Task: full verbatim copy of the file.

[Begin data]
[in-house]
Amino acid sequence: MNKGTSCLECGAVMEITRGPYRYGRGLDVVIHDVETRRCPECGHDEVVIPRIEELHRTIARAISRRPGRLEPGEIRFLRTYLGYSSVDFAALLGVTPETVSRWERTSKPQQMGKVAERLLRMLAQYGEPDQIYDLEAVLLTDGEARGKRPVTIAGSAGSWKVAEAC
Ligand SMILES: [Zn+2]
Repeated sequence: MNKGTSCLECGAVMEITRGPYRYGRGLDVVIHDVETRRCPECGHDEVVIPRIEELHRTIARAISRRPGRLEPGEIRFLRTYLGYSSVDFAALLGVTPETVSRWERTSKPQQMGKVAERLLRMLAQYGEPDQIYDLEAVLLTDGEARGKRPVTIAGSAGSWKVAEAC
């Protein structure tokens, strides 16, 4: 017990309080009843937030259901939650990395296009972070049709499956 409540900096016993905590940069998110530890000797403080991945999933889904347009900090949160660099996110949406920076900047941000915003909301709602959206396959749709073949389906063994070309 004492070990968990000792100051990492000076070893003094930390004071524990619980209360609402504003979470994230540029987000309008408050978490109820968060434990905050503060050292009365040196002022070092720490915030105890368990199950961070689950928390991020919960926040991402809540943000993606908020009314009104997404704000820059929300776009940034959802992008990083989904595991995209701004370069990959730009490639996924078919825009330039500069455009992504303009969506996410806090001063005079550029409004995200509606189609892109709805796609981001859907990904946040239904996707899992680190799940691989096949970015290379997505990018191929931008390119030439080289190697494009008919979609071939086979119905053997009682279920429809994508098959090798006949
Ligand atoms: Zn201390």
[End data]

[in-house]
Amino acid sequence: MNKGTSCLECGAVMEITRGPYRYGRGLDVVIHDVETRRCPECGHDEVVIPRIEELHRTIARAISRRPGRLEPGEIRFLRTYLGYSSVDFAALLGVTPETVSRWERTSKPQQMGKVAERLLRMLAQYGEPDQIYDLEAVLLTDGEARGKRPVTIAGSAGSWKVAEAC
Ligand SMILES: [Zn+2]
Repeated sequence: MNKGTSCLECGAVMEITRGPYRYGRGLDVVIHDVETRRCPECGHDEVVIPRIEELHRTIARAISRRPGRLEPGEIRFLRTYLGYSSVDFAALLGVTPETVSRWERTSKPQQMGKVAERLLRMLAQYGEPDQIYDLEAVLLTDGEARGKRPVTIAGSAGSWKVAEAC
């Protein structure tokens, strides 16, 4: 017990309080009843937030259901939650990395296009972070049709499956 409540900096016993905590940069998110530890000797403080991945999933889904347009900090949160660099996110949406920076900047941000915003909301709602959206396959749709073949389906063994070309 004492070990968990000792100051990492000076070893003094930390004071524990619980209360609402504003979470994230540029987000309008408050978490109820968060434990905050503060050292009365040196002022070092720490915030105890368990199950961070689950928390991020919960926040991402809540943000993606908020009314009104997404704000820059929300776009940034959802992008990083989904595991995209701004370069990959730009490639996924078919825009330039500069455009992504303009969506996410806090001063005079550029409004995200509606189609892109709805796609981001859907990904946040239904996707899992680190799940691989096949970015290379997505990018191929931008390119030439080289190697494009008919979609071939086979119905053997009682279920429809994508098959090798006949
Ligand atoms: Zn201390």